In a wide-ranging interview, Essam el-Erian, a senior leader of the political party founded by the group, the Muslim Brotherhood, said the party had decided to support keeping the caretaker prime minister and cabinet appointed by the ruling military council in office for the next six months.
Mr. Erian and other party leaders had previously suggested that they might act to have the Parliament challenge the council over control of the posts, perhaps as soon as later this month at the legislative body’s first meeting. But on Sunday, Mr. Erian said the party intended to let the caretakers stay on until the military’s preferred date for a handover of power, after the new Constitution is approved and a president is elected in June.
To many Egyptians, the conciliatory tone evokes a frequent criticism that the Muslim Brotherhood has often been too willing to accommodate those in power. Many still talk about how it initially collaborated with the military-led government after Gamal Abdel Nasser’s 1952 coup — until Colonel Nasser turned on the Brotherhood and ordered a crackdown that jailed or executed many of its leaders.
Mr. Erian made it clear in the interview, though, that the Muslim Brotherhood does not expect the military rulers to relinquish all power on their own. The party’s first step in ultimately removing them, he said, would be to defend the authority of the Parliament to choose, on its own, the members of a planned 100-person constitutional assembly.
“Of course, the military wants to delay or disturb the composition of the assembly,” Mr. Erian said. But although the military has sought permanent powers and autonomy, Mr. Erian said, the public is against its continued rule in any form. “No people can support this now,” he said.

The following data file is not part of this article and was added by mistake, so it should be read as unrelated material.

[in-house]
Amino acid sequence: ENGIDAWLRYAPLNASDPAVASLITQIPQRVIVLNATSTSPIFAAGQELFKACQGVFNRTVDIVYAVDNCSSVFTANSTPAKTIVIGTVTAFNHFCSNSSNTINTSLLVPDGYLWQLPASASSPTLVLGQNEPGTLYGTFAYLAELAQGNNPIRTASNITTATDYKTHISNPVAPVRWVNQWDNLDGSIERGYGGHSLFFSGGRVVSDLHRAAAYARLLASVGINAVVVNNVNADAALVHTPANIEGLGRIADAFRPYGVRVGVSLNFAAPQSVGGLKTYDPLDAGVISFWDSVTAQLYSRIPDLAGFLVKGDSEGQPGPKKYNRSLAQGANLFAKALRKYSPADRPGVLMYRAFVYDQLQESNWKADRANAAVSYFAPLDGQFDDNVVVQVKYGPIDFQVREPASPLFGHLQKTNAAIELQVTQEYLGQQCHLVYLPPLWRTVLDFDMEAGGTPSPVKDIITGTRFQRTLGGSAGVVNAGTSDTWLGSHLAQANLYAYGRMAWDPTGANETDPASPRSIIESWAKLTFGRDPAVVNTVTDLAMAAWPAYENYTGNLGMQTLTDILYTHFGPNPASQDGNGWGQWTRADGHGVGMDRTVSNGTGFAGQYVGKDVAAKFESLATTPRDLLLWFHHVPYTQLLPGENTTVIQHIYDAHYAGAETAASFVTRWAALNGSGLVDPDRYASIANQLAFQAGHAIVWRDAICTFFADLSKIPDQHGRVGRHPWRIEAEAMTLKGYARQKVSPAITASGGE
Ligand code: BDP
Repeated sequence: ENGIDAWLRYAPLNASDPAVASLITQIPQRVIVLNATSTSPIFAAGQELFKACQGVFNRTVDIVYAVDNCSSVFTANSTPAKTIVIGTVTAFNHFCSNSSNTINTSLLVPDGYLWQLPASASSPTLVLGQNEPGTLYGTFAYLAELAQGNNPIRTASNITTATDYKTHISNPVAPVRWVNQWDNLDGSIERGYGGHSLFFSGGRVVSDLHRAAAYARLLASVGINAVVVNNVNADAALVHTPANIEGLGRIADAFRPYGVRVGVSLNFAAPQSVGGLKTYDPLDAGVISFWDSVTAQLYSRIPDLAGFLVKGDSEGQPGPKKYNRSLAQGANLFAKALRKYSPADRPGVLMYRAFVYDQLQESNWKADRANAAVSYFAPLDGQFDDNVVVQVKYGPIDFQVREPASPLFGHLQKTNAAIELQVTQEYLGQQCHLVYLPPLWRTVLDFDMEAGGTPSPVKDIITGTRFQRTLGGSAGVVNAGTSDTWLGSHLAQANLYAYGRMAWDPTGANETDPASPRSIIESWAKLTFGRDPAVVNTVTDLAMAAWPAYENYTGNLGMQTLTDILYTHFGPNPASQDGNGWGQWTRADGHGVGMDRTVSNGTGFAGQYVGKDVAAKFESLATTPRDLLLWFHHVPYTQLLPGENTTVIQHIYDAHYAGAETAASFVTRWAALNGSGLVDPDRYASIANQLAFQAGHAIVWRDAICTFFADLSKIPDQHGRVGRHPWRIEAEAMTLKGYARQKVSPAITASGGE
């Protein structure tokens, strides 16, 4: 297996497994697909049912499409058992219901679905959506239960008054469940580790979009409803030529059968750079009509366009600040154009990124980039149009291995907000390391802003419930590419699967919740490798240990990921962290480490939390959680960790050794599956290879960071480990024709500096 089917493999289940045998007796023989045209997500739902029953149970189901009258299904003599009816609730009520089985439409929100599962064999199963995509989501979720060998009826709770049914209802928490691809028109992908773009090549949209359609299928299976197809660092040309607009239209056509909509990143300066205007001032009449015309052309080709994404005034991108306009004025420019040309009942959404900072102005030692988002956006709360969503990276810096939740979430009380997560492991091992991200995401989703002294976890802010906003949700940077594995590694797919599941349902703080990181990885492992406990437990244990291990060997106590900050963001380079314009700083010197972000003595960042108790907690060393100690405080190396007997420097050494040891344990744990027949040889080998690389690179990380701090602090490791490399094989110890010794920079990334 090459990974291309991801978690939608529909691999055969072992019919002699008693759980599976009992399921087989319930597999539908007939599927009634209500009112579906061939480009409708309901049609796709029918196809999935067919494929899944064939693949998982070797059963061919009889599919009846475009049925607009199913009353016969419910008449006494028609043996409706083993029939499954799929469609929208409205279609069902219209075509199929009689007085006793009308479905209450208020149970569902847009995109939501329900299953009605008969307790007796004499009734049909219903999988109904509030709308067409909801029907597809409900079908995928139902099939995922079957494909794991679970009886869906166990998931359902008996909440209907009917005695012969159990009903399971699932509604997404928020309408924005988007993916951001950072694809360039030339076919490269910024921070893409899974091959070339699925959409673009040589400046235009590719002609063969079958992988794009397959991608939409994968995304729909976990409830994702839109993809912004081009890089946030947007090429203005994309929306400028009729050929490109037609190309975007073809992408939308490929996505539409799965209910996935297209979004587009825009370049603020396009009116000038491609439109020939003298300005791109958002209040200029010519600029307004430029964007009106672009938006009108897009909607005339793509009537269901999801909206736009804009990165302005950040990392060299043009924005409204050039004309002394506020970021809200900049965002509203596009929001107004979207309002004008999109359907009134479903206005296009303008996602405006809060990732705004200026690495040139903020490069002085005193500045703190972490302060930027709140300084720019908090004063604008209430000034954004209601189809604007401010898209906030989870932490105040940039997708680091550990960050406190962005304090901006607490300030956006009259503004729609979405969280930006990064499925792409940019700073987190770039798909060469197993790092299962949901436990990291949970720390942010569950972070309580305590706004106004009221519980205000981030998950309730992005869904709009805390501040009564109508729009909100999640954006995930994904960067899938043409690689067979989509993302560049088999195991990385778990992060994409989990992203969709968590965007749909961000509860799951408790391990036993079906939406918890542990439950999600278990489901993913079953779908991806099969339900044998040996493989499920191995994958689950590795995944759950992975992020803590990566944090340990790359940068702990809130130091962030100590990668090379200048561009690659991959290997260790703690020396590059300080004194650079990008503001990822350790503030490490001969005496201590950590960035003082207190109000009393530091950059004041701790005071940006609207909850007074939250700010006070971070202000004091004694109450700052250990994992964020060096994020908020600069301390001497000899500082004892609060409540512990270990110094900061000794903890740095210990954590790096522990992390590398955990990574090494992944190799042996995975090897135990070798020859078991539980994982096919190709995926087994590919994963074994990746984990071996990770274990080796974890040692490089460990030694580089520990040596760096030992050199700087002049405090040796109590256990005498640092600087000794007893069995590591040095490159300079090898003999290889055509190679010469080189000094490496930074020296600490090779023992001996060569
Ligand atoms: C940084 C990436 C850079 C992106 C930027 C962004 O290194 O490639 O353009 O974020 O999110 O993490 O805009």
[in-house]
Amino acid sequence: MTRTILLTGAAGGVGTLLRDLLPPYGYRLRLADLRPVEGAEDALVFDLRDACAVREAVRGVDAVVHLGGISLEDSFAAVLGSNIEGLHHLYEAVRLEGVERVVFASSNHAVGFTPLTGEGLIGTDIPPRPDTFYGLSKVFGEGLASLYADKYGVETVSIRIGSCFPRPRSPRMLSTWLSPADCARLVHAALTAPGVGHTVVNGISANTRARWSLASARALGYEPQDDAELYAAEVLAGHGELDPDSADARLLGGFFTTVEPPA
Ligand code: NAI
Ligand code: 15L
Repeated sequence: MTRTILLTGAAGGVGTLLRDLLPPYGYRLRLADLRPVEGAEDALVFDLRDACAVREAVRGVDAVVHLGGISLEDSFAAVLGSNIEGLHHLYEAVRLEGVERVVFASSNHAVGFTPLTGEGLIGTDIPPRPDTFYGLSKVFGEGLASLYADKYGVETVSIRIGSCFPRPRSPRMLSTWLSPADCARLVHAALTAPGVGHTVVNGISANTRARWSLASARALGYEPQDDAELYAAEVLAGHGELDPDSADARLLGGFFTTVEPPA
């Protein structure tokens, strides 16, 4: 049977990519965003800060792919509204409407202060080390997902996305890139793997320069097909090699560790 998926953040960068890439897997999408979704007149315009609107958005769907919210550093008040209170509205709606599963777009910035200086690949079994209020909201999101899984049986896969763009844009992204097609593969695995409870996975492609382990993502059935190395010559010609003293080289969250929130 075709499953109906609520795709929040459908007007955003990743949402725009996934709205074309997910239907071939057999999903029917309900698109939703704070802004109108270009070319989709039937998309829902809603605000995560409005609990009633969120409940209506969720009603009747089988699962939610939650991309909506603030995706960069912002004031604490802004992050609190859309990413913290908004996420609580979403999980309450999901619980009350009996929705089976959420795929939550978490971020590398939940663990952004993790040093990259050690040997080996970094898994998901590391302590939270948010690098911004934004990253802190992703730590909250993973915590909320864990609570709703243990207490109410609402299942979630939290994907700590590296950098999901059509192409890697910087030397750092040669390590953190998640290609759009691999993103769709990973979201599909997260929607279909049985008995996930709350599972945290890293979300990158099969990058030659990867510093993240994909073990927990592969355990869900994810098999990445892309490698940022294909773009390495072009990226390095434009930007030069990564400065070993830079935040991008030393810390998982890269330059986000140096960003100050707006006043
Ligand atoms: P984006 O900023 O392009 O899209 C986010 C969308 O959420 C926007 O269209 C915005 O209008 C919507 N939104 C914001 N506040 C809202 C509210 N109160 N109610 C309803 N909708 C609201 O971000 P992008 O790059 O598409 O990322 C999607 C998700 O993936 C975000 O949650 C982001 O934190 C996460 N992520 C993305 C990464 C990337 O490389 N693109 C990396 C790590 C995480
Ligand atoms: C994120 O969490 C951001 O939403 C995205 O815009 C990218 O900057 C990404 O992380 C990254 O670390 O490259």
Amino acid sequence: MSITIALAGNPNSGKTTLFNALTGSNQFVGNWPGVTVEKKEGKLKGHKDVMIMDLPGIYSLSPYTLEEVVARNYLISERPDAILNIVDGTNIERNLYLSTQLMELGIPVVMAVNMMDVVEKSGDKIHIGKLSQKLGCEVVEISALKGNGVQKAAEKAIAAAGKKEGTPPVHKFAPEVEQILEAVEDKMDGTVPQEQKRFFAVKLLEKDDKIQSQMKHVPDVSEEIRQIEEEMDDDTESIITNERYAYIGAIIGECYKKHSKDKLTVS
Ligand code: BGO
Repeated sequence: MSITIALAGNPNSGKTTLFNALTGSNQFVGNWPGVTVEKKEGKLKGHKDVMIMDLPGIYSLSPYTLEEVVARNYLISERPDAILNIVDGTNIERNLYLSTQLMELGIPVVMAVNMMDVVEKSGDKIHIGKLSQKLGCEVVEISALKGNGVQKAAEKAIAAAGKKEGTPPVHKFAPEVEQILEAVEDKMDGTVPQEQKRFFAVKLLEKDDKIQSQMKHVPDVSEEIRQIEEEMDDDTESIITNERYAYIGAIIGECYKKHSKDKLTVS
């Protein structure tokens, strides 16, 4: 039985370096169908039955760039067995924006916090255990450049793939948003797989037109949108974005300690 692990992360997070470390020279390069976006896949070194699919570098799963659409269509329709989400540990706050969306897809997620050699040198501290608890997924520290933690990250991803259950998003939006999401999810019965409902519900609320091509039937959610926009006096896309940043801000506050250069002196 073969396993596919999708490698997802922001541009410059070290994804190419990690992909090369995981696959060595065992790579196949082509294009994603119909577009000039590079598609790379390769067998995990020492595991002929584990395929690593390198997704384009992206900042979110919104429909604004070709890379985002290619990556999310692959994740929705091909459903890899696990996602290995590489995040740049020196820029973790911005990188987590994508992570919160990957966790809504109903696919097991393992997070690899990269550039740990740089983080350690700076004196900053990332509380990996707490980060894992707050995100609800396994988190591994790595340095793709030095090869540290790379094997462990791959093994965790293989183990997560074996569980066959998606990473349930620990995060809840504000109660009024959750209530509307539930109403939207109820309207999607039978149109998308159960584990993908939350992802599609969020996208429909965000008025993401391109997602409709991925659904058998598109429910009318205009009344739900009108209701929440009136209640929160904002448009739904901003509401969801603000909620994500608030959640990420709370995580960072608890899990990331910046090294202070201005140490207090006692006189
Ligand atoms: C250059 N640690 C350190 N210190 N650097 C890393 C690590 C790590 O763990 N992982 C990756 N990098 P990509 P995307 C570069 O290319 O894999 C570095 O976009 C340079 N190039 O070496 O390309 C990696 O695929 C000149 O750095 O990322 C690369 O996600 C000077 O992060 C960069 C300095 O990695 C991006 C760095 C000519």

Still, Mr. Erian said, governing Egypt for the time being would require “cooperation” between the military council, the caretaker government and the Parliament. Once a new president is elected and a new constitution is ratified, he said, “within three months we can have the military back in their camps safely.”
He spoke as preliminary results of the third and final round of parliamentary voting confirmed the Brotherhood’s commanding lead. It captured nearly 40 percent of the votes cast for party lists of candidates, and some analysts said that once all runoffs between individual candidates are decided, the Brotherhood could reach an outright majority of seats, though that appeared to be a long shot.
Sitting in a parlor in the rundown headquarters of the Brotherhood’s political arm, the Freedom and Justice Party, Mr. Erian expressed satisfaction that, after decades of mutual distrust, Washington appeared willing to accept a Brotherhood-led government in Egypt.
Recently, he has met with American officials like Senator John Kerry, Democrat of Massachusetts, and Ambassador Anne W. Patterson, and he is soon to meet with Deputy Secretary of State William J. Burns. Mr. Erian brushed aside recent reports by some Arab news outlets that the Brotherhood planned to reject American aid to Egypt, including the military aid of about $1.3 billion a year that Egypt has received since it signed the Camp David accord with Israel in 1978.
“If the Americans are ready to support a democratic government in Egypt, this means a lot,” Mr. Erian said, adding that he hoped the United States would “continue the aid, but without political pressure.”
The Brotherhood, he said, would honor the Camp David accord. “This is a commitment of the state, not a group or a party, and this we respect,” he said.
But Mr. Erian also said that it was now time for Israel to understand the implications of the democratic openings of the Arab Spring — “the biggest change in the Arab world’s history” — which have given new voice to Arab anger at Israel’s occupation of the Palestinian territories.
And he reminded his American visitors that they were not the only ones to come calling. “Everyone wants to see us,” he said. “The Chinese were here, the Russians were here.”
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